Islas Chafarinas Lighthouse
Isla Isabel II (Islas Chafarinas) (2)
1899 (station established 1884). Active; focal plane 52 m (171 ft); white flash every 7 s. 18 m (59 ft) round masonry tower with lantern and gallery, rising from one side of a 1-story keeper's house. Lighthouse painted white; lantern, gallery, and watch room painted green; house painted green with white trim. An aerial photo is at right, C.W. Bash has a 2007 photo by Angel Ruiz Migens, Paco Lopez has a panoramic photo, a 2008 view from the sea is available, and Bing has a satellite view. The Islas Chafarinas are three islands located about 3 km (2 mi) off Ra's el Ma (Cap de l'Eau) at the eastern end of the Moroccan coast. There are no permanent settlements, but since 1847 there has been a Spanish military garrison on Isla Isabel II, the second largest of the islands. In fact, the original light was established by the army on one of its watchtowers; officers were impatient with the bureaucrats, who could not decide what kind of lighthouse to build. Located on the northwestern point of the island, about 48 km (30 mi) east of Melilla. Accessible only by boat; there is a distant view from the beach at Ra's el Ma. Site and tower closed (restricted military area). Operator: Autoridad Portuaria de Melilla. ARLHS CEU-001; ES-73100; Admiralty E6754; NGA 22724.

Melilla Northeast Breakwater Light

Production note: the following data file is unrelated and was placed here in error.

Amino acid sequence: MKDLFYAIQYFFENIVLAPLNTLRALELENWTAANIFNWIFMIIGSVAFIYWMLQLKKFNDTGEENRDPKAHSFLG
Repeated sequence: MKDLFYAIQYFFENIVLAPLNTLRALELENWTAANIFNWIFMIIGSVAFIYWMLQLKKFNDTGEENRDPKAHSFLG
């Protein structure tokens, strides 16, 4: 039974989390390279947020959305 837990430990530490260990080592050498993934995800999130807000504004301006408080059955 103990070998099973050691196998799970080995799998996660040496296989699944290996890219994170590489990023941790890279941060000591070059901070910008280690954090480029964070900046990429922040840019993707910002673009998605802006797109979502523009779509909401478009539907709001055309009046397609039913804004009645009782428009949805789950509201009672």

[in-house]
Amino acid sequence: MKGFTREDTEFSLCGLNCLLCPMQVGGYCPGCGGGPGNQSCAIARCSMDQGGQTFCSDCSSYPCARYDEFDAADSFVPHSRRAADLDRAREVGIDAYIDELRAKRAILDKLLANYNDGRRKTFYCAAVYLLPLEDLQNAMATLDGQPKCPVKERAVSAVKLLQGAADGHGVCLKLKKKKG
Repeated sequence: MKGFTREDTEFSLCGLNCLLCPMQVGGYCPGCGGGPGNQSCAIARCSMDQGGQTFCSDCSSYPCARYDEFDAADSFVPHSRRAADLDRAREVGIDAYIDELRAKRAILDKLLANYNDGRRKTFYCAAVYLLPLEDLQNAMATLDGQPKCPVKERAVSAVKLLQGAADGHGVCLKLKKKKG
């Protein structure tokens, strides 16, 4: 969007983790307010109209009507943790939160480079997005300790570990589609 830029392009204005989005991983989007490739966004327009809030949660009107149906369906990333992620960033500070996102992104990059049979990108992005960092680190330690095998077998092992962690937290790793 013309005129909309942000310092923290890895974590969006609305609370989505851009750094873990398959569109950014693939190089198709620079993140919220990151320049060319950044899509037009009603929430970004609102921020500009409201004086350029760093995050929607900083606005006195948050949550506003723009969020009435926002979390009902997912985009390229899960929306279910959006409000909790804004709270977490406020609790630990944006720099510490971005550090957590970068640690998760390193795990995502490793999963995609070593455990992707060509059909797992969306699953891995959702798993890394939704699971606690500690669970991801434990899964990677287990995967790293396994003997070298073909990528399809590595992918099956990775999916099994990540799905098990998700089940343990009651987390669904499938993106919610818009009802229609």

Northeast Breakwater Light, Melilla

Autoridad Portuaria de Melilla photo

Faro de la Isla Isabel II
Isla Isabel II Light
Autoridad Portuaria de Melilla photo

Information available on lost lighthouses:

  • Peñón de Alhucemas (1852-?). A historic photo is available (the lighthouse is the tower on the left). Established without authorization by the military garrison, the light was announced in 1853. It was later made official, and was still in service in the 1920s. Peñón de Alhucemas is a fortified islet a short distance off the coast about 8 km (5 mi) southeast of the port of Al Hoceima (Alhucemas). Spain has occupied the island continuously since 1673.

Notable faux lighthouses:

Adjoining pages: North: Eastern Andalusia | South: Morocco Mediterranean Coast

Return to the Lighthouse Directory index | Ratings key

Posted August 10, 2005. Checked and revised October 26, 2013. Lighthouses: 4. Site copyright 2013 Russ Rowlett and the University of North Carolina at Chapel Hill.